tassie - st andrews inn - jumpOf course, it’s very good. We ate both jars pretty quickly, and found it to be delicious on cheese or charcuterie platters and on such things as bacon and egg sandwiches.  Yes it’s sweet, yes it’s savoury. But it works.

There was a sad period of time between finishing the second jar and discovering a recipe for it. Oh happy day to flick the pages and see the simple heading TOMATO JAM! You may already have guessed where we found it. Sally Wise’s A year in a bottle. Yeah.

Our crazy bumper tomato crop this summer meant we were almost overwhelmed,  and as such we managed to make two batches of tomato jam. The mini romas contributed a really sweet and intense flavour.

photoAnd now we live in the delicious world of tomato jam again, and life is good. The recipe includes an optional ingredient of ginger. It’s gives a subtle result and I’m just as happy without it, but go ahead if you are keen on it. I recommend dumping the tomatoes in the food processor (after washing them) and giving them a quick whazz, because, well it’s so much quicker and easier than chopping them, and they break down super fast, which means, you reach a set quite quickly. Totally different to large tomatoes, which have more water content.

You can find the recipe here, however, it’s not quite the same as the book (hint: use less sugar, and round up the lemon juice). We strongly urge you to give it a go (in fact this post was spurred on by a text yesterday from a friend asking how-to (hey mards!)). And then you can tell us what else this weird condiment is good with…

Salami School

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The mornings are getting colder and I’ve pretty much made the switch from beer to wine, that’s a good sign that winter is just about here. The heavy yield garden crops of the warmer months are all but gone and so now we look for something different to preserve. Around the start of winter, usually the Queen’s birthday weekend most Italian families lock themselves away and convert their garages, sheds and kitchens into home butcher workshops; it’s salami season.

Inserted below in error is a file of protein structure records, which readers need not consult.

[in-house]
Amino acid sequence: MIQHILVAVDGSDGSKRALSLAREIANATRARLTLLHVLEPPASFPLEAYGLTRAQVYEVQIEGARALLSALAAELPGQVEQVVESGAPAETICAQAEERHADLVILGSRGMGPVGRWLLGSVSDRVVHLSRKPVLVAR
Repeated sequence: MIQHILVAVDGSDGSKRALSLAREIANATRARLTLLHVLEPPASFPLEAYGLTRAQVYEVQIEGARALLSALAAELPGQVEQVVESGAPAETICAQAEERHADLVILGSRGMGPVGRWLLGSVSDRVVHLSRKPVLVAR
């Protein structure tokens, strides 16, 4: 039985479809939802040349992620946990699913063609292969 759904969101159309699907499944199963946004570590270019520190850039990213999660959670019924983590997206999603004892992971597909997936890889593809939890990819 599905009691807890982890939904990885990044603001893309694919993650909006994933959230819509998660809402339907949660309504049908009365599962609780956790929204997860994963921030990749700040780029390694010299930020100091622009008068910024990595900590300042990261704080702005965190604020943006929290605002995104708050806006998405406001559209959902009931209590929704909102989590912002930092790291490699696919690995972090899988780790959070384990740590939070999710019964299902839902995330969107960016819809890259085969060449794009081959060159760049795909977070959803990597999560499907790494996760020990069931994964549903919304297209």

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The weekend just past was something of a test run and real treat, Giancarlo and I were able to attend an amazing day of butchery, cooking, charcuterie and most importantly coffee. Hosted near Kilmore, just north of Melbourne, in a converted stone building that anyone would be happy to have in their backyard we kicked off early and with an espresso in hand, James, our host proudly led us on a tour of his home, garden and backyard butchery. WOW!

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Organised by the Home Make It crew and the Salami Board (hosts of the massively successful Melbourne Salami Festa) we were in great hands and in my opinion they really nailed it. The day consisted of meat boning lessons – a guide on how to butcher a pig, mincing, mixing and spicing – getting the texture right is just as important as the spice mix and then a guide on filling and hanging salami.

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During the day we were treated to an amazing spectacle of food, wine and hospitality by our host, true to form from any Italian, and when it was time to go we were all sent off with our own salamis to hang as well as a few kilograms of pork sausage to cook. Most of us stayed well after the course officially finished, enjoying that day’s produce cooked in our host’s wood-fired oven all the while quaffing his chianti.

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From our new friend made this weekend we have already secured our own 130kg free-range sow and are planning our own full scale weekend of butchery and curing soon, stay tuned for the result.